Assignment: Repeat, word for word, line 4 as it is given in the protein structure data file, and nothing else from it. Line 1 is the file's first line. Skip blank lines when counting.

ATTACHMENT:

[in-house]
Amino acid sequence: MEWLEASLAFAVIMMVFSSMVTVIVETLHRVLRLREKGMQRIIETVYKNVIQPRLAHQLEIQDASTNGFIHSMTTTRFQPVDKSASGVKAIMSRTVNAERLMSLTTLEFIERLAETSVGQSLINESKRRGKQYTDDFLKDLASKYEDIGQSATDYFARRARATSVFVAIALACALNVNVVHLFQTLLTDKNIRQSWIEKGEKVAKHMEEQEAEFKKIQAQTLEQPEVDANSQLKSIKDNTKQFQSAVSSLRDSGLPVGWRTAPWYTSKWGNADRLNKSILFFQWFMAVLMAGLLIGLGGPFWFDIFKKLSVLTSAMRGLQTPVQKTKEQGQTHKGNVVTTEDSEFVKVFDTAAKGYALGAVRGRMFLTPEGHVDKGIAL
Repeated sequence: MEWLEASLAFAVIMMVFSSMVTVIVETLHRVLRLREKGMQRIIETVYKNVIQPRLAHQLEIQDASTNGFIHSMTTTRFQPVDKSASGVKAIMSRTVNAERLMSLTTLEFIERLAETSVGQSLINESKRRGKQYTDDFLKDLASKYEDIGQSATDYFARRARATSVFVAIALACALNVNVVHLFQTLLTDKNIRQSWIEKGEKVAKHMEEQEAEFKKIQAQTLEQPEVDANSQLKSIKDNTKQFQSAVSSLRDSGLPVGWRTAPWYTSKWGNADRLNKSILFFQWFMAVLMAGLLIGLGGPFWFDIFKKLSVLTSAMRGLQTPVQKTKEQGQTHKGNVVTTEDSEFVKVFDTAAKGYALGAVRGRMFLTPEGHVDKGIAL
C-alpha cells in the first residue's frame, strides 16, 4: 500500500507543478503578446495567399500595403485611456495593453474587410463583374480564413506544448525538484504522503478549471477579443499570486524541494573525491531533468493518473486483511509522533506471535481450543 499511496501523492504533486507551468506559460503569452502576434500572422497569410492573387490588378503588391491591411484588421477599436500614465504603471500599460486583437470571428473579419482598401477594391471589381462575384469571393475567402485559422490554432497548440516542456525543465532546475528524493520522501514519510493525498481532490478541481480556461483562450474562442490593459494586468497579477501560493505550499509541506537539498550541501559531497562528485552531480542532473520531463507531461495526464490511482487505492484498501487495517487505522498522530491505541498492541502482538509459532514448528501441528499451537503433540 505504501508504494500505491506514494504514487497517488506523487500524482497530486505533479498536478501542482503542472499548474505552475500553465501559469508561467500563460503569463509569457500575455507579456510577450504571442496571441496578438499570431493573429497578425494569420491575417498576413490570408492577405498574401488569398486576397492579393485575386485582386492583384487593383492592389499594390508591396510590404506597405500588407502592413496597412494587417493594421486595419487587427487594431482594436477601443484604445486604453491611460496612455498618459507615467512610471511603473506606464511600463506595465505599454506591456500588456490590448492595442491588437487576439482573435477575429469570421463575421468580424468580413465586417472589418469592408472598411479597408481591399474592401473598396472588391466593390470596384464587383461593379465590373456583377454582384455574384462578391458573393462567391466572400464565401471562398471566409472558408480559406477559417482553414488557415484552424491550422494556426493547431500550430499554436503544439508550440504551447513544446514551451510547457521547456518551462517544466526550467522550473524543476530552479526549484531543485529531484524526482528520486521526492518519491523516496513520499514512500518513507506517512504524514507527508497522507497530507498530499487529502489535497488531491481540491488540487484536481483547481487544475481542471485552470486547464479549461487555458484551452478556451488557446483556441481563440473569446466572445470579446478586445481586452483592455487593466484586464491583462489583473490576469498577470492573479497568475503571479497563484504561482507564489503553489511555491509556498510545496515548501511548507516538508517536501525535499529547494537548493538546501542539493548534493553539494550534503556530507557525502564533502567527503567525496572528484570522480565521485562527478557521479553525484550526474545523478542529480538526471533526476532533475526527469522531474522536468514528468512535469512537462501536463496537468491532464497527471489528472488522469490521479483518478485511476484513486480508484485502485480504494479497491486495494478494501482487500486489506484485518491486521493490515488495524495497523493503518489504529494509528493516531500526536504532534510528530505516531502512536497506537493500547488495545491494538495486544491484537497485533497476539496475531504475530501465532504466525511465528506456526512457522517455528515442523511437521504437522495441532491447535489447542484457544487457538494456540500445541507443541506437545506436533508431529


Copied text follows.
C-alpha cells in the first residue's frame, strides 16, 4: 500500500507543478503578446495567399500595403485611456495593453474587410463583374480564413506544448525538484504522503478549471477579443499570486524541494573525491531533468493518473486483511509522533506471535481450543 499511496501523492504533486507551468506559460503569452502576434500572422497569410492573387490588378503588391491591411484588421477599436500614465504603471500599460486583437470571428473579419482598401477594391471589381462575384469571393475567402485559422490554432497548440516542456525543465532546475528524493520522501514519510493525498481532490478541481480556461483562450474562442490593459494586468497579477501560493505550499509541506537539498550541501559531497562528485552531480542532473520531463507531461495526464490511482487505492484498501487495517487505522498522530491505541498492541502482538509459532514448528501441528499451537503433540 505504501508504494500505491506514494504514487497517488506523487500524482497530486505533479498536478501542482503542472499548474505552475500553465501559469508561467500563460503569463509569457500575455507579456510577450504571442496571441496578438499570431493573429497578425494569420491575417498576413490570408492577405498574401488569398486576397492579393485575386485582386492583384487593383492592389499594390508591396510590404506597405500588407502592413496597412494587417493594421486595419487587427487594431482594436477601443484604445486604453491611460496612455498618459507615467512610471511603473506606464511600463506595465505599454506591456500588456490590448492595442491588437487576439482573435477575429469570421463575421468580424468580413465586417472589418469592408472598411479597408481591399474592401473598396472588391466593390470596384464587383461593379465590373456583377454582384455574384462578391458573393462567391466572400464565401471562398471566409472558408480559406477559417482553414488557415484552424491550422494556426493547431500550430499554436503544439508550440504551447513544446514551451510547457521547456518551462517544466526550467522550473524543476530552479526549484531543485529531484524526482528520486521526492518519491523516496513520499514512500518513507506517512504524514507527508497522507497530507498530499487529502489535497488531491481540491488540487484536481483547481487544475481542471485552470486547464479549461487555458484551452478556451488557446483556441481563440473569446466572445470579446478586445481586452483592455487593466484586464491583462489583473490576469498577470492573479497568475503571479497563484504561482507564489503553489511555491509556498510545496515548501511548507516538508517536501525535499529547494537548493538546501542539493548534493553539494550534503556530507557525502564533502567527503567525496572528484570522480565521485562527478557521479553525484550526474545523478542529480538526471533526476532533475526527469522531474522536468514528468512535469512537462501536463496537468491532464497527471489528472488522469490521479483518478485511476484513486480508484485502485480504494479497491486495494478494501482487500486489506484485518491486521493490515488495524495497523493503518489504529494509528493516531500526536504532534510528530505516531502512536497506537493500547488495545491494538495486544491484537497485533497476539496475531504475530501465532504466525511465528506456526512457522517455528515442523511437521504437522495441532491447535489447542484457544487457538494456540500445541507443541506437545506436533508431529